Inderscience Publishers

Determinants of credit risk in Indian banking sector: some panel results

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This paper empirically analyses fundamental factors affecting periodic addition to non–performing assets (NPAs or fresh slippage), taken as proxy for measuring credit risk, in Indian scenario. Panel regression on definitionally uniform data for five–year period, 2005–2009, on fresh slippage rate is performed for 70 banks to investigate variations on ownership dimension, aggressiveness, risk taking behaviour and performance of banks. The study indicates firstly, variations in fresh slippage is inversely related to efficiency of bank performance and directly related to capital–adequacy ratio, results being significant at 99% confidence interval; secondly, credit risk for foreign sector banks is higher than new generation banks for the given time period, result significant at 95% confidence interval. Standard Granger causality test based on quarterly fresh slippage data of a large public sector bank revealed that macroeconomic factor(s) – gross domestic product (GDP) has significant implication on credit risk management of banks – direction of causality established from GDP to NPA while no 'reverse causation' was observed.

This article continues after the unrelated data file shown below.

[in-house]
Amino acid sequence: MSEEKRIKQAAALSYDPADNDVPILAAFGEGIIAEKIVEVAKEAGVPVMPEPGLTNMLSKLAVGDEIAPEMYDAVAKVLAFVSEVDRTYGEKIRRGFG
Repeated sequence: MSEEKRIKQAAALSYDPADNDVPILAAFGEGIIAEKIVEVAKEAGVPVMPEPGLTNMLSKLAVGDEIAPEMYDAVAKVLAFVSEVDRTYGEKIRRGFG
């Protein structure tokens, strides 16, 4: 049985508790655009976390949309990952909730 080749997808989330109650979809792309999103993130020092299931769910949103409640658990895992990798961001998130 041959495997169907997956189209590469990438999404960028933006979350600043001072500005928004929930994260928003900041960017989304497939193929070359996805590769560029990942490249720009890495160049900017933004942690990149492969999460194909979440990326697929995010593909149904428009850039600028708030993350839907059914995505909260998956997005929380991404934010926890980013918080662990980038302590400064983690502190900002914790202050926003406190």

Keywords: non–performing assets, fresh slippage, NPAs, banking industry, efficiency, regression, credit risk, India, ownership, aggressiveness, risk taking behaviour, bank performance, gross domestic product, GDP, risk management

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